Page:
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Mercedes Necar Hydrogen Fuel Cell Car

Mercedes-Benz (DaimlerChrysler) believe that fuel cell vehicles offer the best options for sustainable vehicle propulsion. Since the 1990s, DaimlerChrysler and its affiliated companies have developed and demonstrated hydrogen and fuel cell technology for automotive applications. Researchers and engineers have been working toward practical implementations of this technology since the early nineties. DaimlerChrysler presented its first fuel cell concept study for the NECAR series in 1994. Since then, 20 different vehicle prototypes with fuel cell drives have been developed and tested. The vehicles range from the Mercedes-Benz A-Class and the Jeep Commander to the NEBUS.

In 2001, DaimlerChrysler presented the “Natrium” (the Latin word for sodium), which demonstrated an innovative and unconventional method for storing hydrogen: on board a minivan, hydrogen was generated directly from a white salt – sodium borohydride.

In May 2002, the NECAR 5, running on methanol travelled 3000 miles across the US to prove the technology to the World at large. Practical use came in 2004 when the first F-cell, based on the Mercedes-Benz A-Class began use under normal conditions around the world. Additionally, bus and commercial vehicle fuel cell vehicles are in operation in many countries.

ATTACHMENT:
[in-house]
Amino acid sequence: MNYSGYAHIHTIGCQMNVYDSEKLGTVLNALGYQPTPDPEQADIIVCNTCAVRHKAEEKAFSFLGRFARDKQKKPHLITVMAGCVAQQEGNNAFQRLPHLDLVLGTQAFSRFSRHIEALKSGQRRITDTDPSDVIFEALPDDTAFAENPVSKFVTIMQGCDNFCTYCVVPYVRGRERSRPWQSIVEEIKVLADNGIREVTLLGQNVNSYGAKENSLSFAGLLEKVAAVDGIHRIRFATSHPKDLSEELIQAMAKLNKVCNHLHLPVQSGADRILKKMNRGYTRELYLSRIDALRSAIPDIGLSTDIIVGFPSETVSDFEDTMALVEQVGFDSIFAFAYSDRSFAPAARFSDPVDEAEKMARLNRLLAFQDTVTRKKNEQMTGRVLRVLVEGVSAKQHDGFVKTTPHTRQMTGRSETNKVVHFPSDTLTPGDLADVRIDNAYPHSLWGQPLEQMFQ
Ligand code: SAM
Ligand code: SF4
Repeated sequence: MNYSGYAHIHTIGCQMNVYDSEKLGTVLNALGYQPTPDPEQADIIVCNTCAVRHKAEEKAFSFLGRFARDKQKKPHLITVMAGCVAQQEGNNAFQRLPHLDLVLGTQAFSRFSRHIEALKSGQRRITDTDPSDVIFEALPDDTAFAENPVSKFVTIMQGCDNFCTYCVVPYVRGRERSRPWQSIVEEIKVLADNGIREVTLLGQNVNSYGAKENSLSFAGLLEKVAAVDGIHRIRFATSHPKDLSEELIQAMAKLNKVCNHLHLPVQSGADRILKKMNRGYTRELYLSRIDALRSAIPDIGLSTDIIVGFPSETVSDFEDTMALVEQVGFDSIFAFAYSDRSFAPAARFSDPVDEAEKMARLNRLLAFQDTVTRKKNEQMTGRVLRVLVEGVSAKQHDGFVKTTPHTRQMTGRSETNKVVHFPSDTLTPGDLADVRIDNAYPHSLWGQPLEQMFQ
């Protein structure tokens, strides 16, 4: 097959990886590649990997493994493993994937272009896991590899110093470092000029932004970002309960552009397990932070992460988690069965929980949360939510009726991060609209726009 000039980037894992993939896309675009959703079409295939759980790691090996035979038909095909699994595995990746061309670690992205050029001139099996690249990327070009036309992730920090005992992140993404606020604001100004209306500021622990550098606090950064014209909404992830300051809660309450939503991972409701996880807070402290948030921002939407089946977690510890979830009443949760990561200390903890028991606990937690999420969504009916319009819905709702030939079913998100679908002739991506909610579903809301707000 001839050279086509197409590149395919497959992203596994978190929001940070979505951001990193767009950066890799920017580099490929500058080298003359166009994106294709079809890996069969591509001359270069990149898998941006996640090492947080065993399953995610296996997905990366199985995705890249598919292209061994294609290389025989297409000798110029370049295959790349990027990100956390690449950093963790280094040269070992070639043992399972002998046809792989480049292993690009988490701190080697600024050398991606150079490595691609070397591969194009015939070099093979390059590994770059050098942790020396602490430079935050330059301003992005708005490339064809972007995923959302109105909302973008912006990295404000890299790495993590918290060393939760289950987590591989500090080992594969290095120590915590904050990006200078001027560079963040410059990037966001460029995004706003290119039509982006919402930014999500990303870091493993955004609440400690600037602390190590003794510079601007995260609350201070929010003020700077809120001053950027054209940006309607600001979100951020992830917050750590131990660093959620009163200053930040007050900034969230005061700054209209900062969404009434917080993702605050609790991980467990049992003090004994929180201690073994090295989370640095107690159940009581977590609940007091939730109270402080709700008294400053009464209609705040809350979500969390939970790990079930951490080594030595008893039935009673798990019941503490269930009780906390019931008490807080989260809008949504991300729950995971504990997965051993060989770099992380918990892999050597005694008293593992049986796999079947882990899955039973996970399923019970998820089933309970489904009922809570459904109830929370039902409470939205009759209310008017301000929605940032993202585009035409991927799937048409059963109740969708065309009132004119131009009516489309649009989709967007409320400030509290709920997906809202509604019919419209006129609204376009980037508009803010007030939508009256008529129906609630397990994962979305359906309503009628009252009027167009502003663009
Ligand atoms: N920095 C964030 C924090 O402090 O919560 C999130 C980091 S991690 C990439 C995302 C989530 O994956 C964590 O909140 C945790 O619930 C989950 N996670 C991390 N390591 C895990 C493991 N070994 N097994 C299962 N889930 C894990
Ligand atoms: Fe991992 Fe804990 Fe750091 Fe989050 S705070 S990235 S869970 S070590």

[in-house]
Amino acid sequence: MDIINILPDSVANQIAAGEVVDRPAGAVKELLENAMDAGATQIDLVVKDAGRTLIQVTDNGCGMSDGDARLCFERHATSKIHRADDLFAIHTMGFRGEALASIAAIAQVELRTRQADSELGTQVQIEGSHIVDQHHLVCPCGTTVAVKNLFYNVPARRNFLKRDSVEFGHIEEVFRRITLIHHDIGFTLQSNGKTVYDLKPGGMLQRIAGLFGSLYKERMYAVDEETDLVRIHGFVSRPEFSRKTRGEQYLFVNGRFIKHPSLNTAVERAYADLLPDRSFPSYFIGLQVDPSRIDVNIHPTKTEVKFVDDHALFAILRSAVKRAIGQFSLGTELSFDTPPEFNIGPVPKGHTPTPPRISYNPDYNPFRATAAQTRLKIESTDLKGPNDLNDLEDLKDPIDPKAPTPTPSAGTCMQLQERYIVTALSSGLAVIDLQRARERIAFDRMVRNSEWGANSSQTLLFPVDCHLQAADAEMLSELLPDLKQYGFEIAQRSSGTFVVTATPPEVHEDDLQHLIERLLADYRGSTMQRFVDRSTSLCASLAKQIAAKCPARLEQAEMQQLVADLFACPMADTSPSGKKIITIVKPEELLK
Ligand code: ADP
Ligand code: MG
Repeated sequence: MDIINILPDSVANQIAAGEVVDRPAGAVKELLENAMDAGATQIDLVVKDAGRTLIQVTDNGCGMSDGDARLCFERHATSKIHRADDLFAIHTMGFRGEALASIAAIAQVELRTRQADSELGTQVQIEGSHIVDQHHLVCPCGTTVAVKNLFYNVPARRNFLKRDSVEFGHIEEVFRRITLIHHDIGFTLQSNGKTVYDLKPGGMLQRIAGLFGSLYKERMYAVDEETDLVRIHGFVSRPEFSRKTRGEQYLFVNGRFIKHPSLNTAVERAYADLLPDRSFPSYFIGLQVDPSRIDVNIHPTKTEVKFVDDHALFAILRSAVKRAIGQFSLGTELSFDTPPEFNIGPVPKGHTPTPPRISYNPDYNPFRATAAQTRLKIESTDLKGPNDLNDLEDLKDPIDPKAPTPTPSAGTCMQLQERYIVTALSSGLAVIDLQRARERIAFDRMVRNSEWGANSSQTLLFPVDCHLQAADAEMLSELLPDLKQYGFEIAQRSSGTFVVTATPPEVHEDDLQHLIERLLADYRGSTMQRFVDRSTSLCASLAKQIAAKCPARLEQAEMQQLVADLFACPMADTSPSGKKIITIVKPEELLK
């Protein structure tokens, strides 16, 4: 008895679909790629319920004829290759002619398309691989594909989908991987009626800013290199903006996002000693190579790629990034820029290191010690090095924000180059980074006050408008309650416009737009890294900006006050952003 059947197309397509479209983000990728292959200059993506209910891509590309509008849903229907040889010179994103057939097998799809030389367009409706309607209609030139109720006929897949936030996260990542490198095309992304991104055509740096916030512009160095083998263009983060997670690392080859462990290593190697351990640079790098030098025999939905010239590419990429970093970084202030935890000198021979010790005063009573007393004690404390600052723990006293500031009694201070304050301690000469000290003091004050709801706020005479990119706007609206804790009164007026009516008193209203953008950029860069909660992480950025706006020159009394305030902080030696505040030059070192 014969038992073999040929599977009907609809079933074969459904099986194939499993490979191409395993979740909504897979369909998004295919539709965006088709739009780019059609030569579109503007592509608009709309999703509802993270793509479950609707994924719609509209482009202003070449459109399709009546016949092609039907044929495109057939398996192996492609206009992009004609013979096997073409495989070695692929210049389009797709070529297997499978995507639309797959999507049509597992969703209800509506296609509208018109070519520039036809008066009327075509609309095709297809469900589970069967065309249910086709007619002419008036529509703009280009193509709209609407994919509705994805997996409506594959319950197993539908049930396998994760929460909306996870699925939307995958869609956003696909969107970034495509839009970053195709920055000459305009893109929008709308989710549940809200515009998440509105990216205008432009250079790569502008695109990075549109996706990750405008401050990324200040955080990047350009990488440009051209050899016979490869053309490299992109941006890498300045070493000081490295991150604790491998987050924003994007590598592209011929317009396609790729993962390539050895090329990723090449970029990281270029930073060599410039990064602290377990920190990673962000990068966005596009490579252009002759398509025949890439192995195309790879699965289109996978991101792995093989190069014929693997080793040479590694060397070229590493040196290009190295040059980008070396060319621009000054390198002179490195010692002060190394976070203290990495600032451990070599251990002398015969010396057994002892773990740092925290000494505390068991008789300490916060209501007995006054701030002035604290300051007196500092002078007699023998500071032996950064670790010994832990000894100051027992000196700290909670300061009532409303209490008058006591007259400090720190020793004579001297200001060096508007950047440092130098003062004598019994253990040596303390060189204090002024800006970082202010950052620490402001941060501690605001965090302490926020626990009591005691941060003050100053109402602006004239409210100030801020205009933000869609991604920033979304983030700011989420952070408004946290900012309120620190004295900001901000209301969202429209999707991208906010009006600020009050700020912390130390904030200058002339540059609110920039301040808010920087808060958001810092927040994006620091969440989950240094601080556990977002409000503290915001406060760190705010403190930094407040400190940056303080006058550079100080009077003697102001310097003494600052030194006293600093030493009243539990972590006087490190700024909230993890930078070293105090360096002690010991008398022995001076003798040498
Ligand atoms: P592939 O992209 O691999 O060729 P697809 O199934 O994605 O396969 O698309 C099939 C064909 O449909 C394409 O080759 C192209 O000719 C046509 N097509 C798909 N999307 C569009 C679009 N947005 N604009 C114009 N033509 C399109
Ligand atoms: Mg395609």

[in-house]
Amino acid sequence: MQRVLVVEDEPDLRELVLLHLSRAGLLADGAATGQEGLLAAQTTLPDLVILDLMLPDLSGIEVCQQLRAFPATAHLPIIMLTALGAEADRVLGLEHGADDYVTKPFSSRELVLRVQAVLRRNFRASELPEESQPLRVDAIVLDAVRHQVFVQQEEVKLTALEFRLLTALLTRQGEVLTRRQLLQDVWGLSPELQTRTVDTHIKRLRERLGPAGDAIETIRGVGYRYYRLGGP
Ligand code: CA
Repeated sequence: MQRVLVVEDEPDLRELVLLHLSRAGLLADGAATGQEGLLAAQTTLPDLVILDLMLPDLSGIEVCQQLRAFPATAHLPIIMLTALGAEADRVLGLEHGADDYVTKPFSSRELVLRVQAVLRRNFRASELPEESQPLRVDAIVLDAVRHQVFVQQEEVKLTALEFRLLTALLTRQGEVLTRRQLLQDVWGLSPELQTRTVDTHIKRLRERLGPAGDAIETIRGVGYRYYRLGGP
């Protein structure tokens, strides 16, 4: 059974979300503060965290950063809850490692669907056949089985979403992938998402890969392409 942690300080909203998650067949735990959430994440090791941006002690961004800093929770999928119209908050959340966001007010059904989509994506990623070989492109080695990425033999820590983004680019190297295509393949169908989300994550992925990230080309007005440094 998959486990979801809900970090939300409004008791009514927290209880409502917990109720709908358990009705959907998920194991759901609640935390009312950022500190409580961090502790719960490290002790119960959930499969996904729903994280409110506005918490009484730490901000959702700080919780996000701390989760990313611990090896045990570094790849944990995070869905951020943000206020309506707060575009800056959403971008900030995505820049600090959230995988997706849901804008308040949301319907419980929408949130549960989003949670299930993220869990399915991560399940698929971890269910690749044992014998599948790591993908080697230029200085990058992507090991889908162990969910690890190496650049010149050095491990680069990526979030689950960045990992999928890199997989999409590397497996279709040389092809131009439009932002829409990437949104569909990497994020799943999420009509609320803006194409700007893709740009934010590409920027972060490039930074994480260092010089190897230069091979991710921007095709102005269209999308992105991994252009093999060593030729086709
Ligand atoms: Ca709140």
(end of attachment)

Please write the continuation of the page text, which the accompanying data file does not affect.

The A-Class lent itself well to use as a fuel cell vehicle. It is believed that the A-Class was originally intended to house electric propulsion and was hence designed with space below the passengers. This space is utilised in the NECAR for the fuel cell system components – especially energy storage in the form of hydrogen tanks and batteries.

Battery technology continues to develop and improve leading to increasing efficiencies and space savings. Future generations of fuel cell vehicles are likely to use smaller battery packs, making packaging simpler. However, hydrogen is already stored in compressed form and offers very little room for space saving in the future. Instead, improvements in the fuel cell process will be the key to reducing the need for fuel and hence the need for fuel storage.
Images courtesy & © DaimlerChrysler